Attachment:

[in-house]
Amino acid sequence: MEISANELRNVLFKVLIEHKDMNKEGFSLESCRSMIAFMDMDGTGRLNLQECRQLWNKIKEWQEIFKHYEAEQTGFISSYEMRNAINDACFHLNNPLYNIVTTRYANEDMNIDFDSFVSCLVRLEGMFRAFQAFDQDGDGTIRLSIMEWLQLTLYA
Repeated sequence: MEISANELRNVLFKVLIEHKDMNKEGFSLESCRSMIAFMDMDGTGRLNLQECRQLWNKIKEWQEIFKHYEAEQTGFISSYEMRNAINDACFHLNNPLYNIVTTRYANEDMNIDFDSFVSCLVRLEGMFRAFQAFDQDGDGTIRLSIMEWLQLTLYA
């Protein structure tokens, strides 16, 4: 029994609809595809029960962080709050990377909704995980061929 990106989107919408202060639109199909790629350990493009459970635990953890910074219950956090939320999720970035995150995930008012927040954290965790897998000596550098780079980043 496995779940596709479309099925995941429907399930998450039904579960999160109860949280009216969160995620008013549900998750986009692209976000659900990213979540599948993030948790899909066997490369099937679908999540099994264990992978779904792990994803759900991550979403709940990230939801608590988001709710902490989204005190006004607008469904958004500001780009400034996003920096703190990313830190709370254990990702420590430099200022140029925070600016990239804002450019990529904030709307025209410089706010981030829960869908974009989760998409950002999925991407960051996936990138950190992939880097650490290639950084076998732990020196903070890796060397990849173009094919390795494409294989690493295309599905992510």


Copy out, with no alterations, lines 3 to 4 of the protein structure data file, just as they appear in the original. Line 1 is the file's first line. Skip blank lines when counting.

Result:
Repeated sequence: MEISANELRNVLFKVLIEHKDMNKEGFSLESCRSMIAFMDMDGTGRLNLQECRQLWNKIKEWQEIFKHYEAEQTGFISSYEMRNAINDACFHLNNPLYNIVTTRYANEDMNIDFDSFVSCLVRLEGMFRAFQAFDQDGDGTIRLSIMEWLQLTLYA
């Protein structure tokens, strides 16, 4: 029994609809595809029960962080709050990377909704995980061929 990106989107919408202060639109199909790629350990493009459970635990953890910074219950956090939320999720970035995150995930008012927040954290965790897998000596550098780079980043 496995779940596709479309099925995941429907399930998450039904579960999160109860949280009216969160995620008013549900998750986009692209976000659900990213979540599948993030948790899909066997490369099937679908999540099994264990992978779904792990994803759900991550979403709940990230939801608590988001709710902490989204005190006004607008469904958004500001780009400034996003920096703190990313830190709370254990990702420590430099200022140029925070600016990239804002450019990529904030709307025209410089706010981030829960869908974009989760998409950002999925991407960051996936990138950190992939880097650490290639950084076998732990020196903070890796060397990849173009094919390795494409294989690493295309599905992510």